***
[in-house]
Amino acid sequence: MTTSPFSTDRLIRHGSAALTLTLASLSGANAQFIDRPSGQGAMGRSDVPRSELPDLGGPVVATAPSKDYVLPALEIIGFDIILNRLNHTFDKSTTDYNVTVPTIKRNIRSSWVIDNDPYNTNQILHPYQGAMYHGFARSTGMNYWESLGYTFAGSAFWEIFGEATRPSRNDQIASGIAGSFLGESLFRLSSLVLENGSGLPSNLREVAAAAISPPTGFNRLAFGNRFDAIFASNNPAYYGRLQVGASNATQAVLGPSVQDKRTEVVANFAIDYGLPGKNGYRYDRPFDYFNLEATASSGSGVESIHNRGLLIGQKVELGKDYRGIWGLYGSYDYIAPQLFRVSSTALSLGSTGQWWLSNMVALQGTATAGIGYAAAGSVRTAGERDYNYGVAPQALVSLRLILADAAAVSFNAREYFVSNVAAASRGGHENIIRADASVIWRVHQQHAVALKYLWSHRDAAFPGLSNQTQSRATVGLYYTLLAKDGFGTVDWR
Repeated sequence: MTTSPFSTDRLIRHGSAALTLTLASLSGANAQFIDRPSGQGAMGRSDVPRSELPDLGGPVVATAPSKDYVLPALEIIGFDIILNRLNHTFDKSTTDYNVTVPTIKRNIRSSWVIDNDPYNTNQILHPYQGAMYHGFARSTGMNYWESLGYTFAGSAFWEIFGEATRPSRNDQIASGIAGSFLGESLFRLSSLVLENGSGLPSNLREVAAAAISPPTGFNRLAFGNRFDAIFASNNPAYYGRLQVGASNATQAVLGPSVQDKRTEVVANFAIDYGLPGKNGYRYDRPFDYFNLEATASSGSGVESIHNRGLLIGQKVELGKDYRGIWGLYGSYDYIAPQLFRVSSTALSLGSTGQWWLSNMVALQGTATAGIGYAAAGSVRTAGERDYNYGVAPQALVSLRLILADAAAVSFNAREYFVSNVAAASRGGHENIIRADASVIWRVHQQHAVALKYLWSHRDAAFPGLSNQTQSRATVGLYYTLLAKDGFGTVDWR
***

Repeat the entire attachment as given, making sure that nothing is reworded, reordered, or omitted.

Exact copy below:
[in-house]
Amino acid sequence: MTTSPFSTDRLIRHGSAALTLTLASLSGANAQFIDRPSGQGAMGRSDVPRSELPDLGGPVVATAPSKDYVLPALEIIGFDIILNRLNHTFDKSTTDYNVTVPTIKRNIRSSWVIDNDPYNTNQILHPYQGAMYHGFARSTGMNYWESLGYTFAGSAFWEIFGEATRPSRNDQIASGIAGSFLGESLFRLSSLVLENGSGLPSNLREVAAAAISPPTGFNRLAFGNRFDAIFASNNPAYYGRLQVGASNATQAVLGPSVQDKRTEVVANFAIDYGLPGKNGYRYDRPFDYFNLEATASSGSGVESIHNRGLLIGQKVELGKDYRGIWGLYGSYDYIAPQLFRVSSTALSLGSTGQWWLSNMVALQGTATAGIGYAAAGSVRTAGERDYNYGVAPQALVSLRLILADAAAVSFNAREYFVSNVAAASRGGHENIIRADASVIWRVHQQHAVALKYLWSHRDAAFPGLSNQTQSRATVGLYYTLLAKDGFGTVDWR
Repeated sequence: MTTSPFSTDRLIRHGSAALTLTLASLSGANAQFIDRPSGQGAMGRSDVPRSELPDLGGPVVATAPSKDYVLPALEIIGFDIILNRLNHTFDKSTTDYNVTVPTIKRNIRSSWVIDNDPYNTNQILHPYQGAMYHGFARSTGMNYWESLGYTFAGSAFWEIFGEATRPSRNDQIASGIAGSFLGESLFRLSSLVLENGSGLPSNLREVAAAAISPPTGFNRLAFGNRFDAIFASNNPAYYGRLQVGASNATQAVLGPSVQDKRTEVVANFAIDYGLPGKNGYRYDRPFDYFNLEATASSGSGVESIHNRGLLIGQKVELGKDYRGIWGLYGSYDYIAPQLFRVSSTALSLGSTGQWWLSNMVALQGTATAGIGYAAAGSVRTAGERDYNYGVAPQALVSLRLILADAAAVSFNAREYFVSNVAAASRGGHENIIRADASVIWRVHQQHAVALKYLWSHRDAAFPGLSNQTQSRATVGLYYTLLAKDGFGTVDWR